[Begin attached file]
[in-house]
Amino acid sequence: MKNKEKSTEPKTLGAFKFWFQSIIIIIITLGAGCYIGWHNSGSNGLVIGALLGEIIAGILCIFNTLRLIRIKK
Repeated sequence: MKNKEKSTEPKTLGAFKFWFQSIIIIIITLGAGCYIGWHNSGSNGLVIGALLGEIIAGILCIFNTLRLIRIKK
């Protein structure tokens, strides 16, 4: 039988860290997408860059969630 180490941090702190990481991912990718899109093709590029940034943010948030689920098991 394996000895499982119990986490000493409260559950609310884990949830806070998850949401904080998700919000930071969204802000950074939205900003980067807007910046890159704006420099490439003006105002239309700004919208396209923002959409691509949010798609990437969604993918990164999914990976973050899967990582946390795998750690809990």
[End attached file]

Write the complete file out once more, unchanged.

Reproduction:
[in-house]
Amino acid sequence: MKNKEKSTEPKTLGAFKFWFQSIIIIIITLGAGCYIGWHNSGSNGLVIGALLGEIIAGILCIFNTLRLIRIKK
Repeated sequence: MKNKEKSTEPKTLGAFKFWFQSIIIIIITLGAGCYIGWHNSGSNGLVIGALLGEIIAGILCIFNTLRLIRIKK
């Protein structure tokens, strides 16, 4: 039988860290997408860059969630 180490941090702190990481991912990718899109093709590029940034943010948030689920098991 394996000895499982119990986490000493409260559950609310884990949830806070998850949401904080998700919000930071969204802000950074939205900003980067807007910046890159704006420099490439003006105002239309700004919208396209923002959409691509949010798609990437969604993918990164999914990976973050899967990582946390795998750690809990």